• Finally, (in contrast with innovation as new product/process) the word discovery means that it is about transforming the economic fundamentals of a sector or between sectors to build new competitive advantages. Discoveries inform where the next specializations should occur!" - Dominique Foray




Mr Christian Saublens


Christian Saublens has more than 30 years of working experience in European trade organizations. Since 1992 he is the Executive Manager of EURADA, the European Association of Development Agencies, a network of 145 organisations. Christian has been involved in the organization of numerous conferences and meetings dealing with all matters related to regional development. He wrote several papers and working documents on business support schemes for SMEs. He played an important role for the dissemination in European regions of concepts such as benchmarking, business angels, investment readiness, proof of concept, clusters, open innovation, financial engineering, crowdfunding, … Several times Christian has been appointed as an expert by the European Commission and the Committee of the Regions.



Experts' comments

The aspiration of public policy to improve regional economic performance through innovation and boosting entrepreneurial activity are easy to understand. What region would not want more of a process which has the potential to improve its economy, and also both create new jobs and, just as important, better jobs.

The problems arise when officials try to convert aspiration into effective programmes of intervention to bring about change. Why should there be problems?:

  1. Public and private sectors often find it hard to work together, neither understanding the methods and priorities of the other.
  2. How can programmes of intervention identify and prioritise those firms most likely to benefit from support?
  3. Does the public sector have access to the necessary tools to produce the desired response from target firms? Is there a sufficient knowledge of what works?

A first step in overcoming these problems is for policy-makers to be aware of their existence. Too often in economic development programmes are devised without sufficient regard to experience elsewhere, by officials who do not appreciate how difficult it often is to achieve desired outcomes in the local economy.

The Entrepreneurial Discovery Process as described in these notes is about achieving innovation and improved performance across the regional economy, involving whole sectors, rather the seeking out and supporting individual entrepreneurs. This requires policy-makers to have a comprehensive knowledge of the main sectors in their regional  economies, obtaining detailed information about the leading firms in those sectors, developing working relationships with their senior managements, and having a clear understanding of the role of other stakeholder organisations which can affect the performance of local businesses.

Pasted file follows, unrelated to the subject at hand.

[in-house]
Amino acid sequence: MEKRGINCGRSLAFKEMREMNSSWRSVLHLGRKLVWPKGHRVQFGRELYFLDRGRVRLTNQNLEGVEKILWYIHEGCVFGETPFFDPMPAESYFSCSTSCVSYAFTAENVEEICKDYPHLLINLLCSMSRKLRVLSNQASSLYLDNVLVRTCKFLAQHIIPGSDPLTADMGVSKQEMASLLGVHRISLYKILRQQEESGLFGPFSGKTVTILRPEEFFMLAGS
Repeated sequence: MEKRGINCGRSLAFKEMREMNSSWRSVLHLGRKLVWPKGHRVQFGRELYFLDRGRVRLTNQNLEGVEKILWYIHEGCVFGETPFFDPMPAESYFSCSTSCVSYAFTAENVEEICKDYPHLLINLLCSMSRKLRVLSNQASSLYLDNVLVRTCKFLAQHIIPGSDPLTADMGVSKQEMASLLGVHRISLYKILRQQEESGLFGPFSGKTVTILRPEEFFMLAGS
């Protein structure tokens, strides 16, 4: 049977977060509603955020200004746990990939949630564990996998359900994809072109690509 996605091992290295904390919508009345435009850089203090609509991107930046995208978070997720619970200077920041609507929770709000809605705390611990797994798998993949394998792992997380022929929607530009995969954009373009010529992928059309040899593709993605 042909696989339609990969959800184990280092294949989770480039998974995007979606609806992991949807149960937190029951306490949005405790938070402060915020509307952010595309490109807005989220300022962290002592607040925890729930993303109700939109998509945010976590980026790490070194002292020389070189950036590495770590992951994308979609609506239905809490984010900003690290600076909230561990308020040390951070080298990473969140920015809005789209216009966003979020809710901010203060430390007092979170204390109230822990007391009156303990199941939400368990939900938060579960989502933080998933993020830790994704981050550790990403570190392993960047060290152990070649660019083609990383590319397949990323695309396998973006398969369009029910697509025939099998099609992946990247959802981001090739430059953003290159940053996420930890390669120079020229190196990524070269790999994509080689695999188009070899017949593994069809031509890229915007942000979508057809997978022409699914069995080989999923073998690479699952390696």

The policy makers need a vision of what they wants to achieve, and through leadership on their own behalf, or in partnership with others, lever in resources and commitment from a wide range of regional players to achieve progress. This approach will help to address the problems set out above.


Mr David Walburn

After a career in business David Walburn joined Greater London Enterprise in 1986 where he was responsible for venture capital and other small business support, before becoming Chief Executive of the organisation. He was the Chair of the London Business Angels Network and played a key role in the setting up of the European Business Angels Network. He has worked with the UK government and the European Commission on developing public policy initiatives to improve the financing of small and medium-sized enterprises. He was the Chair of Capital Enterprise, the umbrella body for organisations supporting micro business development in London, until 2012.

For the last ten years he has been a Visiting Professor at London South Bank University where he headed the Local Economy Policy Unit and was the managing editor of the journal Local Economy.

He has served as President of EURADA, and been a member of a number of advisory bodies of the European Commission.  He has been an active member of the International Economic Development Council in Washington DC and has a wide range of international contacts with economic development organisations.

He continues to write and lecture on small business finance and regional economic development.